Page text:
Exploring community benefits in community based learning : a study of an international community based learning initiative in Wentworth, Durban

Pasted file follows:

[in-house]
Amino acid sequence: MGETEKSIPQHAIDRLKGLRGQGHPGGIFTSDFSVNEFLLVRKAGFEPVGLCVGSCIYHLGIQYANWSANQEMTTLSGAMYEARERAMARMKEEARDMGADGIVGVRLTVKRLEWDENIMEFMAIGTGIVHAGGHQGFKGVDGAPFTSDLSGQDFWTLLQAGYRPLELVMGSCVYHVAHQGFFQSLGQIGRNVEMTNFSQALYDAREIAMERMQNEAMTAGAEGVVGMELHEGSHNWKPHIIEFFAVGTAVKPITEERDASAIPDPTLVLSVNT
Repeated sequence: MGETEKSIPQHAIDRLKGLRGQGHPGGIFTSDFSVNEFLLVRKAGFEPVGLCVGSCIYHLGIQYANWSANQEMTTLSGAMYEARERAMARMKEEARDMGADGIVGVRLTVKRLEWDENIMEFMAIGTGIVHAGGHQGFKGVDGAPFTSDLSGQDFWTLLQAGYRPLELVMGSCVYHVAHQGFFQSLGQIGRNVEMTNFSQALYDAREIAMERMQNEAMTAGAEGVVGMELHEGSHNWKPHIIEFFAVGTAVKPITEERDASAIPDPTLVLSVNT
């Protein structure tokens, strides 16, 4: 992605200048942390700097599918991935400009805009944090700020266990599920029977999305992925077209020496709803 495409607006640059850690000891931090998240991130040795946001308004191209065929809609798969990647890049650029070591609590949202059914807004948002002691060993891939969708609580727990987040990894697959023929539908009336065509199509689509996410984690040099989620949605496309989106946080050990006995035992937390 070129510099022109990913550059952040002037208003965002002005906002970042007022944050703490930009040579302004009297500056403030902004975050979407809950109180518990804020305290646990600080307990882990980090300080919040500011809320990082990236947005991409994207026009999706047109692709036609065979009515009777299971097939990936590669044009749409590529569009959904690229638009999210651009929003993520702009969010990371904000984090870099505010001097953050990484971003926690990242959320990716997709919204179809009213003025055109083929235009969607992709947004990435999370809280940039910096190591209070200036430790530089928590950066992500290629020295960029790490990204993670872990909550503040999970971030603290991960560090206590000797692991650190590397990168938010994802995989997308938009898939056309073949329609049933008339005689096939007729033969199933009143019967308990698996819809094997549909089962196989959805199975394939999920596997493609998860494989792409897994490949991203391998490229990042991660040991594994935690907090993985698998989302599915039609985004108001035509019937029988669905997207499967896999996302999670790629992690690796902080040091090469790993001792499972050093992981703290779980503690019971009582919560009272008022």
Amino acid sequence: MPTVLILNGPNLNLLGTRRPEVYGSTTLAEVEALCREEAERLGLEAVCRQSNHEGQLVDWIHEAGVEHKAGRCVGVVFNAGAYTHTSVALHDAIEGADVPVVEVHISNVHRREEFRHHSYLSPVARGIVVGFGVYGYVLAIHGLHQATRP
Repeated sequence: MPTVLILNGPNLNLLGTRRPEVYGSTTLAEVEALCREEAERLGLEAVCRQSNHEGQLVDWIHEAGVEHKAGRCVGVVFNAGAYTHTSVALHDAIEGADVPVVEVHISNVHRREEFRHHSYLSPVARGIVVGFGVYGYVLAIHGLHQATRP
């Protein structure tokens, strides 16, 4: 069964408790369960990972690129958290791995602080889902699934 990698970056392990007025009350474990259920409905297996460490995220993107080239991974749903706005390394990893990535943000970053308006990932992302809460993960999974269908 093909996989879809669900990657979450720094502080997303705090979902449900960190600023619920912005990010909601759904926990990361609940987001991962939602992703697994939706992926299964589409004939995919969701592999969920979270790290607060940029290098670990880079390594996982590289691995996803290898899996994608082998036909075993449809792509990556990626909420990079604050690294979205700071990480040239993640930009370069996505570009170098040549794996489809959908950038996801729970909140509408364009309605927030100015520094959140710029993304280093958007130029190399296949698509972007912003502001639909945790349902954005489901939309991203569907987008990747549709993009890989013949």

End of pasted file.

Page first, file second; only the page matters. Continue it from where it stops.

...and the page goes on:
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Community Based Learning (CBL) is a pedagogy that h as been fast tracked by the South African government as a means to make universities more relevant to local communities and assist with development initiatives sorely need ed across the country. The approach is also gaining popularity in its own right in institu tions of higher education in South Africa. But the issues of entering and working with communities are complex, and become even more complex when the students placed in local communities are international students. The purpose of this study was to explore the CBL programme of the School for International Training (SIT) in Wentworth, Durban and to identify the benefits and challenges to the community from the perspective of the community. A qualitative, descriptive design was used to garner rich informat ion of the perceptions and experiences of community members involved in the CBL programme. The study employed purposive, convenience sampling to select community members wh o have been involved as community workers or homestay families so as to ‘illuminate’ the research question. Personal interviews and focus groups were conducted with these community members. Content analysis was done on the data generated and to ensure credibility, data triangulation was done using a field journal and st udent reflection papers from selected semesters of the CBL programme. The overall findings indicate that the Community Ba sed Organizations (CBOs) and the homestay families did benefit from the programme. T he organizations did not want the ‘help’ of the students, and found their dwelling on service as patronizing. The community appreciated its dual roles of being teachers and le arners: with organizations in particular having their experience and knowledge affirmed as t eachers of Community Development (CD). The community believed that students could be strong role models for local youth. The presence of the students within the community a lso led to an increased interest within the community of Coloured history, culture and iden tity. In terms of CBL the presence of the students led to an increase in volunteerism amo ngst homestay families and other families wanting to host students in the future. The programme also led to a substantive, if brief, increase in the goodwill between the often feuding community organizations of Wentworth. Finally, there was also lingering hope t hat the students and SIT as an institution would deliver better prospects for families and organizations such as funding, building networks and lasting personal relationship s. The community also noted costs to the interactions, mainly in the form of inappropriate behaviour of some students, both in homestays and within the community in general. These included ethnocentric behaviour as well as the use of drugs and alcohol. These were cited as negatively affecting the impressionable youth of Wentworth. The study concludes that benefits do accrue to the community, but the relationships within the programme need to be nurtured and the whole initiative viewed as a process. International CBL programmes can be fraught with intercultural concerns and misunderstandings and thus take significant time to nurture must be approached with great caution. Attention must be paid to power differenti als that may exist, and visiting universities must be honest with communities in the ir needs and what they are prepared to give. These programmes, if not managed properly, have the potential to become extractive and follow patterns set by failed development projects.
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